Tables set up under shade trees were used for amputating limbs.

"A lot of people died here," said Smith, 67, and a keeper of his family history. "It was an infirmary, and they did the surgery outdoors under the outbuildings. They had the sick people indoors."

Lewis recalls driving along N.C. 82 just outside Godwin and seeing the stately Oak Grove, at the time standing about 200 yards from the road. He loves history, and he fell in love with this remote area and its link to U.S. history.

"To have a home that was an important part of the Civil War - it's actually an honor to own something like this," said Lewis, 49, who lives in nearby Eastover and plans to turn the empty Oak Grove into a museum. "This house was an operating room during the Civil War. People's blood was all over this wooden floor."

Stains remain on the rough-hewn hardwood floor downstairs in one of Oak Grove's dozen rooms. Two rooms were used to perform surgeries during the battle, and the stains are from the blood of the wounded and dying, Lewis said he was told.

While Lebanon was transformed into a Confederate field hospital and the 1865 home of William T. Smith served as a Federal field hospital, Oak Grove was used as a Confederate hospital where the wounded from both sides were treated briefly, according to recorded sources.

"Sherman and his troops came to this house," Lewis said. "The family was kicked out and stayed in a ravine before going to (Lebanon). They ransacked everything. Then they burned the furniture."

The Battle of Averasboro, as Smith pointed out, was not fought in Averasboro.

The battle took place on the Smithville plantation, which was made up of three smaller plantations that had all been owned by John Smith.

Averasboro (often spelled Averasborough), once the third-largest town on the Cape Fear River behind Wilmington and Fayetteville, no longer exists. Founded before the Revolutionary War, it served as a key stopping point for Stage Road travelers and boatmen.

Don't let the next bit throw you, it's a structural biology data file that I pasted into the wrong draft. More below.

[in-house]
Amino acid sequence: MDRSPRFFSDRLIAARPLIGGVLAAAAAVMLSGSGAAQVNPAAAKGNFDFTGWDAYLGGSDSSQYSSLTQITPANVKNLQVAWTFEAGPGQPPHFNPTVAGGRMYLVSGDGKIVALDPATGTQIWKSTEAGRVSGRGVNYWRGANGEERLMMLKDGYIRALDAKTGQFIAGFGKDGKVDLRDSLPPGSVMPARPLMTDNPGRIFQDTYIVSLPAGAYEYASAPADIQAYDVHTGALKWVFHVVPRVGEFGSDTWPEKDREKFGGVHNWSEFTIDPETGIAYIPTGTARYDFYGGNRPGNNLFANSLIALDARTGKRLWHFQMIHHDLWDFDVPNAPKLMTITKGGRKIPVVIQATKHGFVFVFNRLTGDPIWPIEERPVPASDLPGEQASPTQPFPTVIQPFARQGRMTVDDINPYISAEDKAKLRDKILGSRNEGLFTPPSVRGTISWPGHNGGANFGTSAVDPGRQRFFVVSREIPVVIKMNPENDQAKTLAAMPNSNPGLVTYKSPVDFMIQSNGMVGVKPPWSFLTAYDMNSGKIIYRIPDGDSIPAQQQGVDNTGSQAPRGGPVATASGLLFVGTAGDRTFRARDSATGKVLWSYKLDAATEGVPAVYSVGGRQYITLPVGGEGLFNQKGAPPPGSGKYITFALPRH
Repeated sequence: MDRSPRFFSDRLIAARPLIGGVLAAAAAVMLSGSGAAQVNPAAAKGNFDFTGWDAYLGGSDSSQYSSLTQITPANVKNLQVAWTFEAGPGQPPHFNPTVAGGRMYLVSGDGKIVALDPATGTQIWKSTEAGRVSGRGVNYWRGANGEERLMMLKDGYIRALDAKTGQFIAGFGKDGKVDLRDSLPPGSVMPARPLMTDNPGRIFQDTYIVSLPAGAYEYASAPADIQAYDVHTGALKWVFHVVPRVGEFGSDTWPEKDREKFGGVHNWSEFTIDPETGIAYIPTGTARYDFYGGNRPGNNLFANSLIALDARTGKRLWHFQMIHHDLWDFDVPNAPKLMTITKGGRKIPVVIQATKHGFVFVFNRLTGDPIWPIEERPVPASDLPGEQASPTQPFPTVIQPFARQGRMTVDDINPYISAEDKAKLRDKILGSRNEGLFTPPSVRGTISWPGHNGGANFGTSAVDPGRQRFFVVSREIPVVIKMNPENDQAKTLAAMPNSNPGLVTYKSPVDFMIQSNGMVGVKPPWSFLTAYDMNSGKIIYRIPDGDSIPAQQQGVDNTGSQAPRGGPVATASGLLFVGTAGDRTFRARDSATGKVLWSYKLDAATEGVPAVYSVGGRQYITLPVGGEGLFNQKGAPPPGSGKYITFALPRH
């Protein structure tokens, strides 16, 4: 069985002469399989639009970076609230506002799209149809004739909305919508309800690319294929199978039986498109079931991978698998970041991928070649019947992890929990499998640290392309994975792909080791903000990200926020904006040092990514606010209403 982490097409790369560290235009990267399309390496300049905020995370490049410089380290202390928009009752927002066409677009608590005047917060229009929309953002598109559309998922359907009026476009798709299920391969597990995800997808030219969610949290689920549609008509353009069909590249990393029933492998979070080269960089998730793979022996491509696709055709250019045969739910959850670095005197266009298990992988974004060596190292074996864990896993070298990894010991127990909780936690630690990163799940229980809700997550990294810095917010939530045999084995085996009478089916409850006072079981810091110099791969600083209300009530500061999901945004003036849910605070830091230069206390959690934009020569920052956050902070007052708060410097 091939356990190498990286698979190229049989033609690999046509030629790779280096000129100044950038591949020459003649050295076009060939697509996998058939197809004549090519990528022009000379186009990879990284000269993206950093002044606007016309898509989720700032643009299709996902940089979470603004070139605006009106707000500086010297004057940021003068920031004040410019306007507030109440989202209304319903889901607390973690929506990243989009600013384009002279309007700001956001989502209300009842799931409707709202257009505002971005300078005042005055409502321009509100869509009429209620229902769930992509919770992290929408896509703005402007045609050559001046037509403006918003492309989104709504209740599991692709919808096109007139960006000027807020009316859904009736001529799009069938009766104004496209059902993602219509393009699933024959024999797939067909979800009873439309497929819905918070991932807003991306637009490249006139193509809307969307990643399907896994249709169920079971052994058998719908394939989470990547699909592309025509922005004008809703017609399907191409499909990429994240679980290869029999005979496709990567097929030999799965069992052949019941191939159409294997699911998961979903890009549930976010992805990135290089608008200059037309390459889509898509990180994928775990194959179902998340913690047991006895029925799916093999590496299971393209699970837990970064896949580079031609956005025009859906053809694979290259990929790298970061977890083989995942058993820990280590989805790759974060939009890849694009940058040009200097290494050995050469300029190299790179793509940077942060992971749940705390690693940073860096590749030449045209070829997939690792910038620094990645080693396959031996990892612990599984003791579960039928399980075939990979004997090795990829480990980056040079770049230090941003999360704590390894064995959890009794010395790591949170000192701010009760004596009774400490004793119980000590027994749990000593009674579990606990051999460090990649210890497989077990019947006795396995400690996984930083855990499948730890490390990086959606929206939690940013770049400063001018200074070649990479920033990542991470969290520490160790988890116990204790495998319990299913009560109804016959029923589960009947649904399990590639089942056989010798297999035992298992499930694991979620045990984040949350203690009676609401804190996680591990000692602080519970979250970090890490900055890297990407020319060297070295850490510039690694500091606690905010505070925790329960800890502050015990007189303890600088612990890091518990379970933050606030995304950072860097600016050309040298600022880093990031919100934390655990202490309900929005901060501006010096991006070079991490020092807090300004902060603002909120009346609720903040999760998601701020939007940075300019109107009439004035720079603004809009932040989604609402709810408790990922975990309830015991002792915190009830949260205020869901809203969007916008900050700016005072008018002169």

Chicora Golf Course has been built where the town once thrived.

"It was large enough to have been considered for a possible site as the (state) capital," Smith said.

The Confederates staged the Battle of Averasboro to stall the Union troops, and it proved to be well-planned and well-executed. However, some longstanding accounts question whether the conflict can even be considered a battle. It has been dismissed as a tactical skirmish, a delaying action.

It also has a number of names, such as the Battle of Black River and the Battle for Smithville.

"It's not well understood," said Smith, who lives with his wife, Sherry, in the Lebanon home on the northern end of the battlefield. "If you judge a battle by what they were attempting to do, the Rebs did that. If it's judged by the number of casualties, this was certainly a battle. There was well over 1,000 killed here, not including the injured and missing in action."

The fight at Averasboro led, three days later, to the Battle of Bentonville, one of the last major battles of the Civil War and the largest battle ever fought on North Carolina soil.

"The Battle of Averasboro was a significant play in this. It was not simply some sort of happenstance occurrence as the Union troops came up," said Walt Smith, a former vice president of the Averasboro Battlefield Commission whose ancestors lived in the William T. Smith plantation home.

Technically, Smith recounted, the fighting got underway around the William T. Smith home at the southern end of the battlefield. That's more than two miles south of the Lebanon estate.

"It was wet, cold and rainy," he said. "They were mired in mud."

Southern troops led by Gen. William G. Hardee - soldiers from South Carolina, Georgia and Florida - fell under the overall command of Gen. Joseph Johnston by the time of the Averasboro conflict. Johnston had been looking for a place to strike Sherman's army during the Union general's Carolinas campaign.

Following the skirmish at Monroe's Crossroads on what is now Fort Bragg, and after the fall of Fayetteville to Sherman's troops, Hardee's Confederates burned the Clarendon Bridge on the way out of Fayetteville before setting up a defensive arrangement on the Smithville plantation.

It was there, just south of Averasboro, that Johnston saw an opportunity.

He learned that Sherman's 60,000 troop-strong army was traveling in two wings, with a good day's march between them. And he saw that he could delay the left wing at Averasboro. Johnston wanted Hardee's troops to hold back Sherman's advance so he could concentrate his total available forces of about 20,000 men and boys at Bentonville.